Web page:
I excluded the physical storage fairly quickly in the design process. At the same time github started to explode among my co workers who worked with programing. And i liked their view of save which is just a state in a timeline of the codes existence and can be retrieved at any time. And this trend had just started to be noticeable among the mainstream with Apples application time machine where you can retrieve any file from any time from the backup.
Dictonary definition of save
"2 Computing an act of saving data to a storage location, usually the hard drive: the recovery feature enables you to retrieve most of the edits you made since the last save." I saw it as storage location is now unknown to the user i.e. Cloud computing. This view of save was not to any use for me when designing this concept.
That made me focus on a more technical view of save. Instead of thinking of common everyday associations of save which i fairly quickly noticed had many flaws in their concepts of save. As i was researching existing technical symbols i found power and escape. And escape is the opposite to save.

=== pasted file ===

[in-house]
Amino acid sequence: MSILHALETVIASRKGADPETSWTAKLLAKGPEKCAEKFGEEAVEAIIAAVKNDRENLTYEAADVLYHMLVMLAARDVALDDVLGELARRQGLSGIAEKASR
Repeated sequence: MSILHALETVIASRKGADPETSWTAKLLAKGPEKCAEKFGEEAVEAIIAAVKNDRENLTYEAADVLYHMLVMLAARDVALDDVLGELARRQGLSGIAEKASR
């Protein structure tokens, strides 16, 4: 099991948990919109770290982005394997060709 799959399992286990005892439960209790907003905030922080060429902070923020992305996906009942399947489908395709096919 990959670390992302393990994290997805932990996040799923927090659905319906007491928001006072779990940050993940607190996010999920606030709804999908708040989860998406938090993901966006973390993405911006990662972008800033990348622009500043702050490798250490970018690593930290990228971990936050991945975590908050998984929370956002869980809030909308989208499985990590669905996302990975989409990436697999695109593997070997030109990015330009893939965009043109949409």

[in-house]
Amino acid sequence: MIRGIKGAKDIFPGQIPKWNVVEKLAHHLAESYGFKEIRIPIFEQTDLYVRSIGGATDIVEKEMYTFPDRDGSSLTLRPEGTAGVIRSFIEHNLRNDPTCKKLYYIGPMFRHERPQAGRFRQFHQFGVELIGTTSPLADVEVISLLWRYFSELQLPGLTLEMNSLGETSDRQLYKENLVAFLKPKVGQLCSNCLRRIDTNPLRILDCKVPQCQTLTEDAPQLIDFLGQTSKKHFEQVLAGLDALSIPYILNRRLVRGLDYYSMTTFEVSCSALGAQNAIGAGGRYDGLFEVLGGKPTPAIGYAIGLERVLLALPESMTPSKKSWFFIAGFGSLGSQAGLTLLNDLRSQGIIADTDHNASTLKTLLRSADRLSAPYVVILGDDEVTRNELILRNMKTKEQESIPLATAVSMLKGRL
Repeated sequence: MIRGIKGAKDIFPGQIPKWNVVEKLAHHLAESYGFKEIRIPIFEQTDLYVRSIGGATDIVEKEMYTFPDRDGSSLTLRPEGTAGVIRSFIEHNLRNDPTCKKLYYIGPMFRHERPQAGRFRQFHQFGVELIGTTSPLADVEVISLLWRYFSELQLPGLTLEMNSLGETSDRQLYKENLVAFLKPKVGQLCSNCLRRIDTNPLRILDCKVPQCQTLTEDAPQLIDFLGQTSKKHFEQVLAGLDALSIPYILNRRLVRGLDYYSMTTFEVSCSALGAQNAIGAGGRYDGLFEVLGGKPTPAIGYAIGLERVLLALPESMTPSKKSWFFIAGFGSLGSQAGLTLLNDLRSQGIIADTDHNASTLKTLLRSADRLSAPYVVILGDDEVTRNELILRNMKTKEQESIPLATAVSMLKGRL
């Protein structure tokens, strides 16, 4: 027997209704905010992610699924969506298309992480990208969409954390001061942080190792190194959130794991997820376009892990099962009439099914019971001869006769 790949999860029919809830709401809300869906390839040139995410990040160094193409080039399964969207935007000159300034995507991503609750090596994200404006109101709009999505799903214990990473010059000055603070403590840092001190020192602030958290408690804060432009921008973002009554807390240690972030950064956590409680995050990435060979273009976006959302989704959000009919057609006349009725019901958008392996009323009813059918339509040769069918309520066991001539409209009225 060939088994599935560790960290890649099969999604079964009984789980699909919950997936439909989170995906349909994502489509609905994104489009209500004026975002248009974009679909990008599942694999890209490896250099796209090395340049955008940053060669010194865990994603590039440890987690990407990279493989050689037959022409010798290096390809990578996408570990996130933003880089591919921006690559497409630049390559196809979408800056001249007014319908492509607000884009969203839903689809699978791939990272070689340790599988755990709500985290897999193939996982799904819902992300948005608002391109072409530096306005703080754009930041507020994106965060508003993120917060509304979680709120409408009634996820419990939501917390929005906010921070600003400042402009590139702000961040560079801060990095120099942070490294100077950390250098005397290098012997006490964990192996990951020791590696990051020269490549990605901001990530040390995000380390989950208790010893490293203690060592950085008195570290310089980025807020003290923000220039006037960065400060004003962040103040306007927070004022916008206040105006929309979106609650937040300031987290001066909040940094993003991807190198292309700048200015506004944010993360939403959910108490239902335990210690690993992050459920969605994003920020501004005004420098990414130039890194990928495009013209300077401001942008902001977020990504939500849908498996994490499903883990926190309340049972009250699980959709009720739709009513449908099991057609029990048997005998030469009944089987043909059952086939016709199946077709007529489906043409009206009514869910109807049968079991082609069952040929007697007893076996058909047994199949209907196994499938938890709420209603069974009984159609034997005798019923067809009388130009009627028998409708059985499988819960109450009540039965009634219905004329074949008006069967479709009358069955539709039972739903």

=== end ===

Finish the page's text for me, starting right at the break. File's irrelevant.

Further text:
Escape, leave current state without saving.
I had found a opposite symbol and it was available and recognized as a global standard. I saw it as an obvious path to continue on.
An arrow and circle was the obvious elements for the symbol. Iterated it a few times and the design was set.
The circle is associated with a container of the data. And the arrow is indicating the process the movement of the data in to the container.